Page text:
On my home tonight I noticed these new signs around the posts at Britomart, can you spot the new addition? I do like the use of the pillars to display these maps and combined with the recent improvements to how destinations are shown it should hopefully make things much easier for people unfamiliar with the system.

(sorry for the quality, it was taken with my phone while on the way to my train).


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  1. It’s funny how they stood out to me tonight as well. Like the look. Wonder why west vs the rest is the separation?

    1. I did notice one poster that had both on it but they still showed the lines separately i.e. just shrunken versions of the images above put on one sheet

  2. Firstly, the addition of Manukau is obviously the change. Just over two weeks until that station opens now!

    Secondly, the maps are pretty flash, but they seems to highlight the one-dimensional thinking about our rail system that it’s all about feeding people into Britomart (maybe that’s just highlighted so much because the maps are at Britomart station, but the point generally holds I think), rather than providing a proper network, which allows easy trips from anywhere to anywhere.

    Ironically, the City Rail Link enables the creation of this proper, multi-dimensional rail network – but its cost-benefit analyses generally focus exclusively on providing capacity to the city centre. And then we wonder why public support for the project is delcining because people think it’s all about trains running around in circles underneath the CBD.

    1. Who says support for the CRL is declining, in the final version of the Auckland plan (post on that soon) the council says:
      “Eighty per cent of submitters on the Draft Auckland Plan who referred to the CRL supported its construction”

      If there is a decline in support it is probably because the council hasn’t really said anything at all and they let the government set the tone of the conversation.

    2. Ah yes fair point Matt. I suppose a better way to phrase that would be to say that there remains a number of people who voice opposition to the CRL because they misunderstand what it’s about. But generally they’re not being “put right” through a better discussion about how the project benefits most Aucklanders – especially those with access to any part of the rail network.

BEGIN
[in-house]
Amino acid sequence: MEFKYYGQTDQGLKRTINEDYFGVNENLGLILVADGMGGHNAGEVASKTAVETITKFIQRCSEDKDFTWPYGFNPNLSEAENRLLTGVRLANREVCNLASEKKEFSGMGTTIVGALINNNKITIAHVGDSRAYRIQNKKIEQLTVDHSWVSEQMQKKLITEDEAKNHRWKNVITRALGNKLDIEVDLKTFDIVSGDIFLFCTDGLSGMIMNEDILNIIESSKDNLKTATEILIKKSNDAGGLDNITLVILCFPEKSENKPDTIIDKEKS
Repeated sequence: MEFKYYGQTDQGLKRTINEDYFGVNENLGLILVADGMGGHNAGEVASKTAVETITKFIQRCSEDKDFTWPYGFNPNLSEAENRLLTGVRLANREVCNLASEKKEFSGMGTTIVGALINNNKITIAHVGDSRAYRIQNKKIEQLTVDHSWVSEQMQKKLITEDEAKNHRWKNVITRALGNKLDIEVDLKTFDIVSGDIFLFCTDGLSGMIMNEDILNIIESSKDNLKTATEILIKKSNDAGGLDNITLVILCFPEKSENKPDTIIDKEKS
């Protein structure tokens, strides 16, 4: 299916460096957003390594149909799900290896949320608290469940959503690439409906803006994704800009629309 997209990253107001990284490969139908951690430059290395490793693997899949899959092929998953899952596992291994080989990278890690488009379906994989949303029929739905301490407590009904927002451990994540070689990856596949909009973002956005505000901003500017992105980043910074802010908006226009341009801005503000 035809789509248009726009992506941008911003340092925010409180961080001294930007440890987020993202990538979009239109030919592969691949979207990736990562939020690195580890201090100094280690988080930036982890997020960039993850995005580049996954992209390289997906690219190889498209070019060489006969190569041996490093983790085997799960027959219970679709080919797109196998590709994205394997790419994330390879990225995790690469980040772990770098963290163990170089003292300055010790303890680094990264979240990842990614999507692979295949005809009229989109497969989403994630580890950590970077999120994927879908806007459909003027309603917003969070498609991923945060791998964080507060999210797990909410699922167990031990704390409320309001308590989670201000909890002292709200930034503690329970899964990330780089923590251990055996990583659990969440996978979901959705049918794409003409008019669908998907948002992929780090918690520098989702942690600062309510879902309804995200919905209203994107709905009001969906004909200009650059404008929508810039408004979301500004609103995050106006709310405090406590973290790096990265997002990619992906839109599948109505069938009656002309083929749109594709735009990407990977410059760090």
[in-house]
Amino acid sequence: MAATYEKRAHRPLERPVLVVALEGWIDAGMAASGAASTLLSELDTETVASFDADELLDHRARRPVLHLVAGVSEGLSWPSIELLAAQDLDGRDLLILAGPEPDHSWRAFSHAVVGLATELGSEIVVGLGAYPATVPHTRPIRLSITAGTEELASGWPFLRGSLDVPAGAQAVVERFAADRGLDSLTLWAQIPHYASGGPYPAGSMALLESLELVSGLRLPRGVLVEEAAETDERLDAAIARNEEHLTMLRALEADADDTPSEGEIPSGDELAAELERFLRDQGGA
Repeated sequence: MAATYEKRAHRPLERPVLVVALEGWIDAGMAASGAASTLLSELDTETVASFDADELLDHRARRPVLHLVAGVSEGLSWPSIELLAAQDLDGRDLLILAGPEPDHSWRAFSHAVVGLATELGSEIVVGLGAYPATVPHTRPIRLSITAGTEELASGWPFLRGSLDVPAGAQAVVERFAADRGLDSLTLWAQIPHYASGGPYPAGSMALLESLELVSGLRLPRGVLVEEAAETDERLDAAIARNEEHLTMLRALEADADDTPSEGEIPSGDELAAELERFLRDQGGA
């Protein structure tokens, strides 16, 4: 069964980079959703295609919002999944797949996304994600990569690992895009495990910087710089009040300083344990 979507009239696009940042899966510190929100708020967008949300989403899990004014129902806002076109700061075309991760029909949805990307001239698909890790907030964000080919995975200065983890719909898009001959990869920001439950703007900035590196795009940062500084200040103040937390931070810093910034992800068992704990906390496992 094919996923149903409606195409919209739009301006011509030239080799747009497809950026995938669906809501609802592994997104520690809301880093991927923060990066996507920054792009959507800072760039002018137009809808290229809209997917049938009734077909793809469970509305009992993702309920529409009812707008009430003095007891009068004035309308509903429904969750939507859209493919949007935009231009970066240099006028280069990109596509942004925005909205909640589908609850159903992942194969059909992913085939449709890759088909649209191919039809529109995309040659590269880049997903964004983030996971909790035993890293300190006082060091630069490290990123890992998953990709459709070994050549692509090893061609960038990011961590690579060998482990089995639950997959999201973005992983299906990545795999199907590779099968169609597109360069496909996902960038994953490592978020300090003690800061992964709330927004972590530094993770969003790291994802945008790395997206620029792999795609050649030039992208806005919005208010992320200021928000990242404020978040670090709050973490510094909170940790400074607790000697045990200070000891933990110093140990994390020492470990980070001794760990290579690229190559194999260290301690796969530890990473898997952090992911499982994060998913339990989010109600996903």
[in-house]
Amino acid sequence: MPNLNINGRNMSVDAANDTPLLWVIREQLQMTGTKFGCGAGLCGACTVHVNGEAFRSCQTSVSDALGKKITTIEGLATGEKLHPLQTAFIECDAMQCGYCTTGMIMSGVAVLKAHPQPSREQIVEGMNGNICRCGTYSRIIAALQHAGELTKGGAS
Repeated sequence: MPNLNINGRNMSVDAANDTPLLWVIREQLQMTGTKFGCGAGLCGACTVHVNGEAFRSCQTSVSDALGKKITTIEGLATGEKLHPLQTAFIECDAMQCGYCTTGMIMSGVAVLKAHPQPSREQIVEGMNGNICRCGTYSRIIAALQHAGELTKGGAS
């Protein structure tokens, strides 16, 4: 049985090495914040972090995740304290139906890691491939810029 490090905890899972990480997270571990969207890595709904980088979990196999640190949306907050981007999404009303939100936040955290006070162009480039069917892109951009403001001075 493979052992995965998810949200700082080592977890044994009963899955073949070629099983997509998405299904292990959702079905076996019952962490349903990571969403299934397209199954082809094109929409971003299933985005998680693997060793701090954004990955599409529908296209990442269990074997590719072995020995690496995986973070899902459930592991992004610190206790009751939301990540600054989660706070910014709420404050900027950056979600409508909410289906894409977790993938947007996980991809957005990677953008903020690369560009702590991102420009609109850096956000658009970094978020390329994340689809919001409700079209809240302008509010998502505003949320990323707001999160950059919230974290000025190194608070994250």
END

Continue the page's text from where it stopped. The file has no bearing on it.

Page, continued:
As you say, central government is allowed to set the tone of the conversation about the project too much. Whenever council talks about it, it’s in very broad and generalised terms (contributing to the transformation of Auckland, blah blah blah) whereas when the government talks about it, they’re using hard numbers (it doesn’t take many cars off the road, it’s so expensive, blah blah blah).

      The project does still have widespread support, but that support is likely to be tested again and again as it becomes more obvious what the tough choices are in order to fund it.

  3. Two things strike me:

    1. Network?!? you call that a transport network?

    2. Does the yellow colour of the Manukau link mean that its only serviced by the South and Eastern line trains (the ones that go via GI?)
    i.e. there is not a separate “Manukau” service like Onehunga has which is why Onehunga is its own distinct colour?
    And if so, does that mean it doesn’t go via Newmarket?

    A follow up question – why are there flat ovals at Britomart, Newmarket, Penrose, Otahuhu, Puhinui and nowhere else?
    Do these imply a transfer to/from buses is possible there (but by implication nowhere else?)
    Or that the services can terminate there (like the flat oval at Britomart means)?

  4. hope they fix up Otahuhu and Puhinui a bit someday. Not really worthy of the transfer name at the moment.
    Are among the lower quality stations on the network.

  5. @Greg N: Manukau trains will also run via Newmarket, so the network map gives a false impression in that regard. Manukau should be red and yellow side-by-side like Papakura.

    Good to see Penrose is finally shown as a transfer station, as is Puhinui.